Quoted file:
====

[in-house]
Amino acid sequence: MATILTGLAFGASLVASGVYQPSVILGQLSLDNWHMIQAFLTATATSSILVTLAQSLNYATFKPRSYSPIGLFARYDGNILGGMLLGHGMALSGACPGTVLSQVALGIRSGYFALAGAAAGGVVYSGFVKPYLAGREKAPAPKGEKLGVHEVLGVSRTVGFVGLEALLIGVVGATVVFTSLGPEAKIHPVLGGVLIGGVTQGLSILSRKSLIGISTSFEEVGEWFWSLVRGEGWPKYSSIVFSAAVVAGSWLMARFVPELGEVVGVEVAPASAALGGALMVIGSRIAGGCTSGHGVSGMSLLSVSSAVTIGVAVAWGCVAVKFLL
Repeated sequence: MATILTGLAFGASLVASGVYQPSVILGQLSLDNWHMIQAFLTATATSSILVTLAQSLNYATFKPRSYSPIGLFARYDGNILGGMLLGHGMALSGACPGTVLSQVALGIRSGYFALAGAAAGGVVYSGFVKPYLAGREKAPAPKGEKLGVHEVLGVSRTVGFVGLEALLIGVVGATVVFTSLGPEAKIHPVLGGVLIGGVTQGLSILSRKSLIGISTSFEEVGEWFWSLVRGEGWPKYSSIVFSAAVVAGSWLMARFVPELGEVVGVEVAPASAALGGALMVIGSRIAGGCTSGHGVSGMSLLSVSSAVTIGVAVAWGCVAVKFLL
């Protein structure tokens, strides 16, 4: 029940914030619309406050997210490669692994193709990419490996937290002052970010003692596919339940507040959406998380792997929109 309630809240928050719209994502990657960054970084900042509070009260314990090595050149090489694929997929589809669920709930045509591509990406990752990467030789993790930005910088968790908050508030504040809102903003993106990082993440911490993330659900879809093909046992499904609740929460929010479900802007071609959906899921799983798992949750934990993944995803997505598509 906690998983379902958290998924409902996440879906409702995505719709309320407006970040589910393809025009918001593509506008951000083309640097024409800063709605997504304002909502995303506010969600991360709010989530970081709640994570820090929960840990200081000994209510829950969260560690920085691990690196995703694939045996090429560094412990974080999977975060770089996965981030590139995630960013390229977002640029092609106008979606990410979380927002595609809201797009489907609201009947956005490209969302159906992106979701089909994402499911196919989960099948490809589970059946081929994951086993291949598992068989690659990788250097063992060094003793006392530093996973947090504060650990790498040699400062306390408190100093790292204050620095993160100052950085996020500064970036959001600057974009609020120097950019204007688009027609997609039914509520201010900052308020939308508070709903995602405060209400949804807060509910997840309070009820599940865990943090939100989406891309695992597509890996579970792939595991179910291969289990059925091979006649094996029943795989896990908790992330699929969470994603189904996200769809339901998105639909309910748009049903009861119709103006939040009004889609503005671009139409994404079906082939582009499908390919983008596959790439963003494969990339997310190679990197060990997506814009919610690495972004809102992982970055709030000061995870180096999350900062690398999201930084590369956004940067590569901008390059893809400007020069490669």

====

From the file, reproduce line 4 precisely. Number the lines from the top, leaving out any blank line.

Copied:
């Protein structure tokens, strides 16, 4: 029940914030619309406050997210490669692994193709990419490996937290002052970010003692596919339940507040959406998380792997929109 309630809240928050719209994502990657960054970084900042509070009260314990090595050149090489694929997929589809669920709930045509591509990406990752990467030789993790930005910088968790908050508030504040809102903003993106990082993440911490993330659900879809093909046992499904609740929460929010479900802007071609959906899921799983798992949750934990993944995803997505598509 906690998983379902958290998924409902996440879906409702995505719709309320407006970040589910393809025009918001593509506008951000083309640097024409800063709605997504304002909502995303506010969600991360709010989530970081709640994570820090929960840990200081000994209510829950969260560690920085691990690196995703694939045996090429560094412990974080999977975060770089996965981030590139995630960013390229977002640029092609106008979606990410979380927002595609809201797009489907609201009947956005490209969302159906992106979701089909994402499911196919989960099948490809589970059946081929994951086993291949598992068989690659990788250097063992060094003793006392530093996973947090504060650990790498040699400062306390408190100093790292204050620095993160100052950085996020500064970036959001600057974009609020120097950019204007688009027609997609039914509520201010900052308020939308508070709903995602405060209400949804807060509910997840309070009820599940865990943090939100989406891309695992597509890996579970792939595991179910291969289990059925091979006649094996029943795989896990908790992330699929969470994603189904996200769809339901998105639909309910748009049903009861119709103006939040009004889609503005671009139409994404079906082939582009499908390919983008596959790439963003494969990339997310190679990197060990997506814009919610690495972004809102992982970055709030000061995870180096999350900062690398999201930084590369956004940067590569901008390059893809400007020069490669």